We know that chlorine is a must for any swimming pool to manage water quality and keep the germs at bay. Have you ever thought though about what would happen if you added too much chorine in your pool? Would doing this disturb the condition of your pristine pool?
What are the issues of concern?
Aside from upsetting the pH levels of your pool, swimming in over-chlorinated water can be harmful. You’ll certainly feel its effects and see it, after taking a dip. Medical practitioners say you should look out for issues in your respiratory system. You might experience irritations in your lungs, nose and throat, with a cough or wheezing pointing to health concerns as well.
Indications that chlorine levels are too high will be seen in your hair, nails and skin. They will be noticeably drier and itchy with nails feeling brittle.
If there’s exposure to too much chlorine or if you’re spending a lot of time in the pool, you would’ve seen bleached blonde hair take on a green hue. In severe cases, chlorine poisoning can occur. Doctors say if a person takes in too much chlorine, either through the mouth or nose, their symptoms can include coughing, difficulty breathing, vomiting and blurred vision. If rinsing the affected area or your body for several minutes with clean, tap water does not work then, you should seek medical attention immediately.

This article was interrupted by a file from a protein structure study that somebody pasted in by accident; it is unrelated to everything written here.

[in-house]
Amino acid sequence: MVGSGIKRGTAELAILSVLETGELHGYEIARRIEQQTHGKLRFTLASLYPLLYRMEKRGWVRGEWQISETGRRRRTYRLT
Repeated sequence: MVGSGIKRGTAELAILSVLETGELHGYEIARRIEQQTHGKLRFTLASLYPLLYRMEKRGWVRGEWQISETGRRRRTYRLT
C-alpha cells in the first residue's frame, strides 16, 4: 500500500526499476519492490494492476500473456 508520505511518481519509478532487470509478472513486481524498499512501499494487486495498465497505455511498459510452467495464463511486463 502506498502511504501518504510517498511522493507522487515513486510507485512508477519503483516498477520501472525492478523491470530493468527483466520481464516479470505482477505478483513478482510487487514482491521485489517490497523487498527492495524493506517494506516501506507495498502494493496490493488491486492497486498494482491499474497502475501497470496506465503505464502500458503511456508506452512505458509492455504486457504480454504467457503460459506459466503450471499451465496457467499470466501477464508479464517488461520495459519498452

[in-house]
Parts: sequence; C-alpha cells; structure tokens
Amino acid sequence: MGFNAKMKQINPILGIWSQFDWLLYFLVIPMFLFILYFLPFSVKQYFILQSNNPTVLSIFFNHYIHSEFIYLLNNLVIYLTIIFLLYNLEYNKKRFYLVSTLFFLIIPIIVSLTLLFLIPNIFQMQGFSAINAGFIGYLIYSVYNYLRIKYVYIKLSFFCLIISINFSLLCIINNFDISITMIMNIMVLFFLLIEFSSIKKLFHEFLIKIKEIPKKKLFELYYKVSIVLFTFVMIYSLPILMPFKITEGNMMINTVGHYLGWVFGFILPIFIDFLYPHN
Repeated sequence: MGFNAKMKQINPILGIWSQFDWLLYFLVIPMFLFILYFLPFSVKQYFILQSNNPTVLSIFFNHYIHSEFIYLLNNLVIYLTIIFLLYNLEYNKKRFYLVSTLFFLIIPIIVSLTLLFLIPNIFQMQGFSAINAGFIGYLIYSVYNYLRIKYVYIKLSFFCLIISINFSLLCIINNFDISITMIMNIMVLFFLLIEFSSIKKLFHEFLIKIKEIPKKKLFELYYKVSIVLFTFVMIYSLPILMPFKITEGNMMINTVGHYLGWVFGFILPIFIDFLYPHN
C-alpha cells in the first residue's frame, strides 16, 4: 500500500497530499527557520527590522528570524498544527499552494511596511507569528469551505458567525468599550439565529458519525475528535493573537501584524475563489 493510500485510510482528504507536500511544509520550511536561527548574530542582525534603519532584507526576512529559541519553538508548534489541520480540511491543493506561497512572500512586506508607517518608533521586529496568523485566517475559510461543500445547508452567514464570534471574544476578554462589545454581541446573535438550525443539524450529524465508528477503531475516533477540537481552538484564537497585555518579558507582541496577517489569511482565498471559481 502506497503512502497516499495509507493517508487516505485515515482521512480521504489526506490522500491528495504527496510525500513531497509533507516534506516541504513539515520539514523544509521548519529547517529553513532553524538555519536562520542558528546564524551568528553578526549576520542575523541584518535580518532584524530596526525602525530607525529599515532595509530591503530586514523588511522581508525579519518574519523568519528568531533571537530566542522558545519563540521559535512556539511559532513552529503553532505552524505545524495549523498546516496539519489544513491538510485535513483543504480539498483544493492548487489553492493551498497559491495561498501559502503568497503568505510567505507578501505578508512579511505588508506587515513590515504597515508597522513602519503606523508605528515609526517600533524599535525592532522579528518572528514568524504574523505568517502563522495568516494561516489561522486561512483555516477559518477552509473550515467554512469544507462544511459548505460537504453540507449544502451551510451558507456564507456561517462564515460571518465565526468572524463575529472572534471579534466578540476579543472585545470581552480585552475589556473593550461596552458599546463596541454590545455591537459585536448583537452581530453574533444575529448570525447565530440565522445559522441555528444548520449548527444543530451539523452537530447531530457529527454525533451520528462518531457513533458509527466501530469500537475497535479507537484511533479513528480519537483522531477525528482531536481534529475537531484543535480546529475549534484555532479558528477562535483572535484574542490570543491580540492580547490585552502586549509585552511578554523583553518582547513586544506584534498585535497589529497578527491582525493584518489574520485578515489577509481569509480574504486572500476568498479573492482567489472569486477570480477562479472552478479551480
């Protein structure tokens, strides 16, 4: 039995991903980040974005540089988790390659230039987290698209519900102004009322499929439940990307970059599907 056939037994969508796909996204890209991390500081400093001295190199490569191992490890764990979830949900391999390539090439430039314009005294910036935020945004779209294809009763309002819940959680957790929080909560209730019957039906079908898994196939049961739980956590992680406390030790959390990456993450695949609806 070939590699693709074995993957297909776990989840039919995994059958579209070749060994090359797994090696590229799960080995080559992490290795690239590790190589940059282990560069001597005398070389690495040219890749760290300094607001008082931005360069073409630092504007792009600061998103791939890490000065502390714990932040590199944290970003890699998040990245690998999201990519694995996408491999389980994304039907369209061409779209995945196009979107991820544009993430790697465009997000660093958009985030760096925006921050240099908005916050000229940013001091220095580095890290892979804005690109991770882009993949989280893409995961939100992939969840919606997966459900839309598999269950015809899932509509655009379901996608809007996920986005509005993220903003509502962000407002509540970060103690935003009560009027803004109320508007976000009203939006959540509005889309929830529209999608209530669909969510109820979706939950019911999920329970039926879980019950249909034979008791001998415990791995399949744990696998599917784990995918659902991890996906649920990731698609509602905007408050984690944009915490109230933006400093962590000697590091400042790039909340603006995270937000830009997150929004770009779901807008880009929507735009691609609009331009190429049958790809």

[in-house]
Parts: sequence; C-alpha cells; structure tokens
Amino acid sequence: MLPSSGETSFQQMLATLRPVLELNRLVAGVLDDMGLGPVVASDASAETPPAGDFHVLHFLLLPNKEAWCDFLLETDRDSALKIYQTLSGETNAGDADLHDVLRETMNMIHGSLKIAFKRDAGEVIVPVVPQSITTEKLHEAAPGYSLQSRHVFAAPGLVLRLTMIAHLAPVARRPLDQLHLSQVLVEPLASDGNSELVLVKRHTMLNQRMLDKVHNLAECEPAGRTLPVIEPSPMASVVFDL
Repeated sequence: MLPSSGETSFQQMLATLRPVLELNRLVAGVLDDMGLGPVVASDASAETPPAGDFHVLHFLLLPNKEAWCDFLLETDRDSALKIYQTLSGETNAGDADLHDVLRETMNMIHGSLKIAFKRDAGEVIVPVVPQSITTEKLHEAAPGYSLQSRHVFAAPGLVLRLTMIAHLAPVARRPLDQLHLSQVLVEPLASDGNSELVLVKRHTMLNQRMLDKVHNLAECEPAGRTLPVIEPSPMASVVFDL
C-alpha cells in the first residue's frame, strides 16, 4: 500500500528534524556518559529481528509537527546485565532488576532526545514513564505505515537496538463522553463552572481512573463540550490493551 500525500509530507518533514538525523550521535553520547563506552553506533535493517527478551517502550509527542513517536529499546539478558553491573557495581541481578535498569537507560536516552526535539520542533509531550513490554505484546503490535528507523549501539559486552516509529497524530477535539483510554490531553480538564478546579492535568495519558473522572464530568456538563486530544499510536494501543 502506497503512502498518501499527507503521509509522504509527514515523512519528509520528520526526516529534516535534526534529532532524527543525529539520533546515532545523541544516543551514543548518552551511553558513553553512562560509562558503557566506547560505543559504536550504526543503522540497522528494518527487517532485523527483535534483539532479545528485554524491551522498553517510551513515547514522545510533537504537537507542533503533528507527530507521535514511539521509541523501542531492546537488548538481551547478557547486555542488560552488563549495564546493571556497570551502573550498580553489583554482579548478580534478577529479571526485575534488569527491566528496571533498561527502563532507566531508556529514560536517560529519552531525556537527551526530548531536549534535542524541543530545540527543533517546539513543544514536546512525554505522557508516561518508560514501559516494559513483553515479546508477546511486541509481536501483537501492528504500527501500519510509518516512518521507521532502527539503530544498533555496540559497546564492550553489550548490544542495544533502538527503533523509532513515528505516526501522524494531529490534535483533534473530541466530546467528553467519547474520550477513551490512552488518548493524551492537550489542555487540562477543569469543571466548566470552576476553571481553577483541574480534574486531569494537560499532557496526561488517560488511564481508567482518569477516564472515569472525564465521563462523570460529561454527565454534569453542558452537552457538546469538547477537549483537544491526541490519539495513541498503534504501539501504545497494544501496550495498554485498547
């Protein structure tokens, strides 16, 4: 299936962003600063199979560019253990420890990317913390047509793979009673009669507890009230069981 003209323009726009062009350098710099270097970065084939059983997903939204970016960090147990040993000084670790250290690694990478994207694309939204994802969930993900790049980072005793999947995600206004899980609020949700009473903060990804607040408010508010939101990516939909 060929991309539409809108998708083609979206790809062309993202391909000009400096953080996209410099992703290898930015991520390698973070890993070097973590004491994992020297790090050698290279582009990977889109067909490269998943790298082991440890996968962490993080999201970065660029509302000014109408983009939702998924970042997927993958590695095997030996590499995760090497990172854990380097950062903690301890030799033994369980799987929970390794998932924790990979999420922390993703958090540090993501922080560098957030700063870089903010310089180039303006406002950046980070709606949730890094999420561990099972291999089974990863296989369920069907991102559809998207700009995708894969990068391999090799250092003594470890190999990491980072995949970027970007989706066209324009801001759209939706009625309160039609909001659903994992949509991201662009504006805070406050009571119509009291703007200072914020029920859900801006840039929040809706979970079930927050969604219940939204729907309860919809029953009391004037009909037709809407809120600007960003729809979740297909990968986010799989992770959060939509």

How can I lower my pool’s chlorine levels?
Testing the water is a good place to start. You want to look for the ideal pH range which is 7.2 – 7.6.
If you find your chlorine levels are too high, here are three simple tricks you can try to bring them down.
- Let the sunshine in. Sunlight is amazing and has been known to drastically reduce chlorine levels. So uncover your pool and lets those rays in.
- Refill to dilute. You can add some fresh water to your pool water to reduce the concentration of chlorine. This will pick up your water bill though, so take this into consideration when thinking about trying this idea.
- Use a chlorine neutraliser. This can be a great and effective way to drop chlorine levels. Although sodium thiosulfate is a popular choice, it must be handled carefully. The least expensive alternative is hydrogen peroxide, which decomposes into harmless components.
If you’re not sure which one to choose, give one of our friendly consultants at the Pool Spa a call for some advice.